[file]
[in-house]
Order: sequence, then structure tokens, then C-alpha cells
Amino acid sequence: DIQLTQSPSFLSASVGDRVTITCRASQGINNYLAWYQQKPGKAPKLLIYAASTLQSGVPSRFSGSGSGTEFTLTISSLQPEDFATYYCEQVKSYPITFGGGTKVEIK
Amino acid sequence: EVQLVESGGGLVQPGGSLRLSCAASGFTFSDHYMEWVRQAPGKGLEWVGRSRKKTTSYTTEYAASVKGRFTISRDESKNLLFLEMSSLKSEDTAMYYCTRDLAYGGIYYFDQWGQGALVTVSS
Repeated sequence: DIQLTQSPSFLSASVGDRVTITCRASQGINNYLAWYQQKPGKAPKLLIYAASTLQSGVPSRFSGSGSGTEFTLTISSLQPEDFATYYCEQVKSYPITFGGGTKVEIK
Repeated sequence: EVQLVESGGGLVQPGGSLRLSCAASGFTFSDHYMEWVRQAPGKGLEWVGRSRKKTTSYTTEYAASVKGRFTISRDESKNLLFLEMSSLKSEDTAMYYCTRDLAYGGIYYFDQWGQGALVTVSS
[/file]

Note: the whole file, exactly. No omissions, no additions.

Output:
[in-house]
Order: sequence, then structure tokens, then C-alpha cells
Amino acid sequence: DIQLTQSPSFLSASVGDRVTITCRASQGINNYLAWYQQKPGKAPKLLIYAASTLQSGVPSRFSGSGSGTEFTLTISSLQPEDFATYYCEQVKSYPITFGGGTKVEIK
Amino acid sequence: EVQLVESGGGLVQPGGSLRLSCAASGFTFSDHYMEWVRQAPGKGLEWVGRSRKKTTSYTTEYAASVKGRFTISRDESKNLLFLEMSSLKSEDTAMYYCTRDLAYGGIYYFDQWGQGALVTVSS
Repeated sequence: DIQLTQSPSFLSASVGDRVTITCRASQGINNYLAWYQQKPGKAPKLLIYAASTLQSGVPSRFSGSGSGTEFTLTISSLQPEDFATYYCEQVKSYPITFGGGTKVEIK
Repeated sequence: EVQLVESGGGLVQPGGSLRLSCAASGFTFSDHYMEWVRQAPGKGLEWVGRSRKKTTSYTTEYAASVKGRFTISRDESKNLLFLEMSSLKSEDTAMYYCTRDLAYGGIYYFDQWGQGALVTVSS